I’m going to give you an overview of how I got started with micro scale indoor gardening next, but first let’s step back to the quote from the beginning of this post. For those of you looking for a short (<200 pages), meaningful, and surprisingly timely read, I’d like to suggest Candide by Voltaire. It’s certainly more tangentially related to literally growing your own garden, but it is an excellent treatise on the contrasts of optimism vs. reality, philosophical thought vs. action, and the quest for personal fulfillment. A discussion of how and why it’s themes are particularly relevant in the current global context deserves far more effort, but for now I want to recommend it as short read that can be mulled over for quite some time. (Free on Kindle here as well)
Starting a micro scale indoor garden
Alright, let’s talk about this indoor micro garden. I’m going to discuss some of items I used, some of my learnings, and other tidbits. I am nowhere near an expert, but hopefully I can walk through my personal progression from curiosity and interest, to homemade pesto and kale salads.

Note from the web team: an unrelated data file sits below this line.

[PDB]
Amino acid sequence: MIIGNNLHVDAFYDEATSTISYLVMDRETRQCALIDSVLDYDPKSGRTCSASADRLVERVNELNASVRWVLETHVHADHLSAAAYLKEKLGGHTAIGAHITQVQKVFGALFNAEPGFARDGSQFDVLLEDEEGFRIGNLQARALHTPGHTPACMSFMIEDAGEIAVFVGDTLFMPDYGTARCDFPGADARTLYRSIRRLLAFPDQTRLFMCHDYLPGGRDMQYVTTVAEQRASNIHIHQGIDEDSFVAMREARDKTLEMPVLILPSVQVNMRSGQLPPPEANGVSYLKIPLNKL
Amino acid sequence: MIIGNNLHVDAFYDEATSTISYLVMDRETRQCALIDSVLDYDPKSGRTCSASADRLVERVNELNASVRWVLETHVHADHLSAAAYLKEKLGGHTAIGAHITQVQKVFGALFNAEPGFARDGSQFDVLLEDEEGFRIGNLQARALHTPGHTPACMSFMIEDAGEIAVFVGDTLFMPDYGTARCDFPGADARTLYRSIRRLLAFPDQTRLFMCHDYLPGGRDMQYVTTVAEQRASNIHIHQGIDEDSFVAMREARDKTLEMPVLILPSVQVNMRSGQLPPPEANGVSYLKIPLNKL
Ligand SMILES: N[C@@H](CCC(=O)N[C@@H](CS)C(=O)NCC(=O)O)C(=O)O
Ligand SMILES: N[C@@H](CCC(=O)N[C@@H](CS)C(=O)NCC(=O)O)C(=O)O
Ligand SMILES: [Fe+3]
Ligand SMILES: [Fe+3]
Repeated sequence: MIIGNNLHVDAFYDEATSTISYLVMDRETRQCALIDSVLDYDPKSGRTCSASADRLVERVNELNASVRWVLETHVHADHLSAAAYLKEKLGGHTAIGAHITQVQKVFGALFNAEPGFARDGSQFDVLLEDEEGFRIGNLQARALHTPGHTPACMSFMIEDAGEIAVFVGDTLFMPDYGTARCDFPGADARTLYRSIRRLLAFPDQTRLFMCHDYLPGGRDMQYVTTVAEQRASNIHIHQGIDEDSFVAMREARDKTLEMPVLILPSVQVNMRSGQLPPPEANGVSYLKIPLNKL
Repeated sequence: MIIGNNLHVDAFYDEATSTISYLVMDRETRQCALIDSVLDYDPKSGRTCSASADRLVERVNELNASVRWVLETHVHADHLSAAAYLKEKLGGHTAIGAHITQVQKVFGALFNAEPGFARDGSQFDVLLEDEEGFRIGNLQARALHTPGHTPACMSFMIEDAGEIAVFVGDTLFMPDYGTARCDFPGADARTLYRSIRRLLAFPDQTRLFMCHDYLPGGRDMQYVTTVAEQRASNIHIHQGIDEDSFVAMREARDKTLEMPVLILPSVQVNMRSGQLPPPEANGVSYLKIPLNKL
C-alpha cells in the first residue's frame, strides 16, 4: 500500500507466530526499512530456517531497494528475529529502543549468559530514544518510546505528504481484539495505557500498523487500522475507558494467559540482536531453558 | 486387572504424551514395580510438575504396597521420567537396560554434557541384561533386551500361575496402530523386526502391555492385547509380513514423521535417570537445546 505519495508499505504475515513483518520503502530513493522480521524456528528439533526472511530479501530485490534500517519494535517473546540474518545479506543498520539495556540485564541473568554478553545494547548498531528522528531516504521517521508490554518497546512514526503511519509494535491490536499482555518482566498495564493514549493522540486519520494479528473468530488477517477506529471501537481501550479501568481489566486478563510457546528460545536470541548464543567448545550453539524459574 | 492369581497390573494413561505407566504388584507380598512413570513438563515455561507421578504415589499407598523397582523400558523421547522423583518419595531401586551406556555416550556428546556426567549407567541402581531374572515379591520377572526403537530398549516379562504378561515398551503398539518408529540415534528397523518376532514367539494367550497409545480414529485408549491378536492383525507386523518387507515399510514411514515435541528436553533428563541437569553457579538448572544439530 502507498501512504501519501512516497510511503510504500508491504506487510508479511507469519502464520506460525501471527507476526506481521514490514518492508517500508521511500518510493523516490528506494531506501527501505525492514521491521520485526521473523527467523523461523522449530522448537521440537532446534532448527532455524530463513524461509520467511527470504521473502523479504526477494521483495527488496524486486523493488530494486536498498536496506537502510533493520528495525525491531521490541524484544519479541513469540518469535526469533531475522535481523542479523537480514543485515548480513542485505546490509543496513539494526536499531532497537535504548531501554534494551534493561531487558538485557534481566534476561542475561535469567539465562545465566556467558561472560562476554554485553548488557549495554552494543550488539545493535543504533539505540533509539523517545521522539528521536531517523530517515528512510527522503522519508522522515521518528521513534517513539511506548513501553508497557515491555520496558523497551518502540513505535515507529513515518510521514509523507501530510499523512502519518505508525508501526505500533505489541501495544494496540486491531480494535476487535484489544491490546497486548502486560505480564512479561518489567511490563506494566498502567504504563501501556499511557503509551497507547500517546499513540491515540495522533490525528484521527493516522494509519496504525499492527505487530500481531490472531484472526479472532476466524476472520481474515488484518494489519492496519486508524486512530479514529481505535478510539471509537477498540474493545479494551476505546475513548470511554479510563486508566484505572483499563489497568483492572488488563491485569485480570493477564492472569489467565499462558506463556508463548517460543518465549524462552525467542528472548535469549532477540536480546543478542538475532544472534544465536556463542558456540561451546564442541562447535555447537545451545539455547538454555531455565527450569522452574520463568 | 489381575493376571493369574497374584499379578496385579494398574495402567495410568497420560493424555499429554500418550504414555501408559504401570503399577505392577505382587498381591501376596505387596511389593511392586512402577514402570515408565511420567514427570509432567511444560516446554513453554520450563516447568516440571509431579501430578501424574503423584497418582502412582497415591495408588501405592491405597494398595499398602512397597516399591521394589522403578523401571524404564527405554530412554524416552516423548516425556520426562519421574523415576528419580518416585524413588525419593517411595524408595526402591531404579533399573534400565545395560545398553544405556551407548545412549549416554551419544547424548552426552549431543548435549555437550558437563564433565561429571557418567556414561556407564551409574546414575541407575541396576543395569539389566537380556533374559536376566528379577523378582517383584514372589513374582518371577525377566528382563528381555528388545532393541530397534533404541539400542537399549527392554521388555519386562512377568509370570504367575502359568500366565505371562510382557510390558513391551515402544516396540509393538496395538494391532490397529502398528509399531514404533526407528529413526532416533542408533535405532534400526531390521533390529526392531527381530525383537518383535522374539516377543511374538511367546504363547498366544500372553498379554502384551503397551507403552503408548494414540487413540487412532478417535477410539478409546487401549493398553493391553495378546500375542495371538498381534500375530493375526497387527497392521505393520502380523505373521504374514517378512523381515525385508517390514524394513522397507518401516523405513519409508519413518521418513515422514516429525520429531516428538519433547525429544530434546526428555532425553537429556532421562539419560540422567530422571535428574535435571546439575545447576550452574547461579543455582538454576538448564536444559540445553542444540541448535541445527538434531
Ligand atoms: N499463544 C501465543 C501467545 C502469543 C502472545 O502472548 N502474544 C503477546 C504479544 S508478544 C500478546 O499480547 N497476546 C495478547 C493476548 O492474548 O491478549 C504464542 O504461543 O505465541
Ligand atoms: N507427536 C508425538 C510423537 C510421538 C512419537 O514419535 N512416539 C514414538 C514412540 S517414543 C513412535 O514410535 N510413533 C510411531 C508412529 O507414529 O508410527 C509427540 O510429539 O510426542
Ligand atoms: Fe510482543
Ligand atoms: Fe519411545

Here is my indoor garden pictured about a month in. What’s in this picture? Well, the star of the show is a combination of a hydroponic tank and a grow light. It’s called an Aerogarden Harvest, and contains slots for 6 plants. You’ll also see a few foil wrapped mason jars and yogurt cups as well. These are called Kratky jars, and they are taking advantage of the grow light from the Aerogarden. And of course the plants themselves: Genovese basil, Thai basil, Tuscan kale, Thai chili, bok choy, dill, mint, parsley, and thyme.